- Given what I’ve read in my comments, I suppose it was only a matter of time before somebody started blaming culture for aspects of the accident, in this case, the number of fatalities. Of course, we are talking about CNN, so perhaps we shouldn’t expect much. As I’ve said earlier, it doesn’t help that the Korean media itself will frequently resort to cultural explanations for this sort of thing, too. For instance, we’ve got a Korean sociologist in the JoongAng Ilbo piece linked above saying much the same thing the CNN reporter (herself Korean, or at least ethnic Korean) does.

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Open Thread: April 20, 2014

Enjoy the rest of the weekend, folks.

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Other odd  or interesting bits in the news as of late:

The penis patrol is on alert for adultery again: South Korea has banned the Korean Ashley Madison website that offers a way for married people to meet since South Korea still has a 1953 statute that criminalises adultery.  The website owner, Noel Biderman believes the law is “hopelessly outdated” but still heeded legal advice not to attend the South Korea launch in person.  For those that might wonder why people would visit such a site, this GQ piece was pretty much to the point and interesting.  The power of scent is not to be underestimated.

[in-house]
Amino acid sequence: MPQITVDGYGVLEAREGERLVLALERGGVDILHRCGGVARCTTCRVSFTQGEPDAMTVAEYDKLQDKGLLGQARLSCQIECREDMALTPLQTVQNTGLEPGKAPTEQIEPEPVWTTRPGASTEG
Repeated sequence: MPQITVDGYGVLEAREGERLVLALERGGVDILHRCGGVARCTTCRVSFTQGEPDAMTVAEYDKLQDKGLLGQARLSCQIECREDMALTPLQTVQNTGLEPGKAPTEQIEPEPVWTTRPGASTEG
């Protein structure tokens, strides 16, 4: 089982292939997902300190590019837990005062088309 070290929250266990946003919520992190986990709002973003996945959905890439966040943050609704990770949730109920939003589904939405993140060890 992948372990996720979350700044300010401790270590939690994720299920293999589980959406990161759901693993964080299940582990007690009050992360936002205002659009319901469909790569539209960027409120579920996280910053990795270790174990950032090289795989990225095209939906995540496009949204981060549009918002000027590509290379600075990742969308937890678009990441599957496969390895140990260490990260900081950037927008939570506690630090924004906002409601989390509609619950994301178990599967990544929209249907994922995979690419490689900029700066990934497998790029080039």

South Korea and Japan have held senior-level discussions on Korea’s “comfort women” and have discussed the need to put this issue behind both countries for the sake of future relations.

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Sewol Sinking Updates

- The confirmed death toll is now up to 26, with 270 still missing.

- Divers have begun exploring the inside of the vessel. They are also pumping oxygen in to give any survivors a better chance.

- That said, the ship has now slipped completely beneath the waves, three days after it capsized.

- 108 patrol boats, 61 civilian and government boats, four cranes and 535 rescue personnel are on the scene.

- The parents of the missing have issued a statement blasting the government response.

- Overseas experts told the Chosun Ilbo that the captain’s misjudgment essentially wasted a 140 minute opportunity to evacuate the ship. More analysis in the New York Times.

More to come later.

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Sewol Tragedy: What we know so far

- Of the 475 passengers, 179 have been rescued, nine are confirmed dead and 287 are still missing.